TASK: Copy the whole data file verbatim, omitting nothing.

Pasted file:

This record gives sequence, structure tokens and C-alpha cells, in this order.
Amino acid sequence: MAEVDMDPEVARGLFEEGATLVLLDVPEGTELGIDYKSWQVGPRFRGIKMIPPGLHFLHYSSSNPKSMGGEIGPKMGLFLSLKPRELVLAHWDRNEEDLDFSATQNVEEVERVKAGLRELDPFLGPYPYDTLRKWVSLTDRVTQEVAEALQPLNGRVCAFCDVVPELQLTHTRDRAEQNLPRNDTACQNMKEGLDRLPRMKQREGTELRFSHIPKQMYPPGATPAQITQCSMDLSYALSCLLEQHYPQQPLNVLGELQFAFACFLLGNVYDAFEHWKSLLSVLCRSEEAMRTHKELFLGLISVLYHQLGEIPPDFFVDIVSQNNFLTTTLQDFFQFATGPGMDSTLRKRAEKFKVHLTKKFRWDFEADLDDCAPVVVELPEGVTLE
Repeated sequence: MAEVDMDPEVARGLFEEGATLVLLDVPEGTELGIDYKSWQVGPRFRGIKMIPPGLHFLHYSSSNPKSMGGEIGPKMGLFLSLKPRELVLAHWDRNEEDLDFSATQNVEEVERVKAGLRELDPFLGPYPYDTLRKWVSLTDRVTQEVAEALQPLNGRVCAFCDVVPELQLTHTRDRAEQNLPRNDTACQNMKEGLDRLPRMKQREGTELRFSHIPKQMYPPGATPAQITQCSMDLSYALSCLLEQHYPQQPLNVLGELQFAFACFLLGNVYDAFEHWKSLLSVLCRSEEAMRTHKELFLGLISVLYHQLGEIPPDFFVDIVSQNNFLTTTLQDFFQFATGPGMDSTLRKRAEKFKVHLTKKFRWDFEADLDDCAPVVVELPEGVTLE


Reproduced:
This record gives sequence, structure tokens and C-alpha cells, in this order.
Amino acid sequence: MAEVDMDPEVARGLFEEGATLVLLDVPEGTELGIDYKSWQVGPRFRGIKMIPPGLHFLHYSSSNPKSMGGEIGPKMGLFLSLKPRELVLAHWDRNEEDLDFSATQNVEEVERVKAGLRELDPFLGPYPYDTLRKWVSLTDRVTQEVAEALQPLNGRVCAFCDVVPELQLTHTRDRAEQNLPRNDTACQNMKEGLDRLPRMKQREGTELRFSHIPKQMYPPGATPAQITQCSMDLSYALSCLLEQHYPQQPLNVLGELQFAFACFLLGNVYDAFEHWKSLLSVLCRSEEAMRTHKELFLGLISVLYHQLGEIPPDFFVDIVSQNNFLTTTLQDFFQFATGPGMDSTLRKRAEKFKVHLTKKFRWDFEADLDDCAPVVVELPEGVTLE
Repeated sequence: MAEVDMDPEVARGLFEEGATLVLLDVPEGTELGIDYKSWQVGPRFRGIKMIPPGLHFLHYSSSNPKSMGGEIGPKMGLFLSLKPRELVLAHWDRNEEDLDFSATQNVEEVERVKAGLRELDPFLGPYPYDTLRKWVSLTDRVTQEVAEALQPLNGRVCAFCDVVPELQLTHTRDRAEQNLPRNDTACQNMKEGLDRLPRMKQREGTELRFSHIPKQMYPPGATPAQITQCSMDLSYALSCLLEQHYPQQPLNVLGELQFAFACFLLGNVYDAFEHWKSLLSVLCRSEEAMRTHKELFLGLISVLYHQLGEIPPDFFVDIVSQNNFLTTTLQDFFQFATGPGMDSTLRKRAEKFKVHLTKKFRWDFEADLDDCAPVVVELPEGVTLE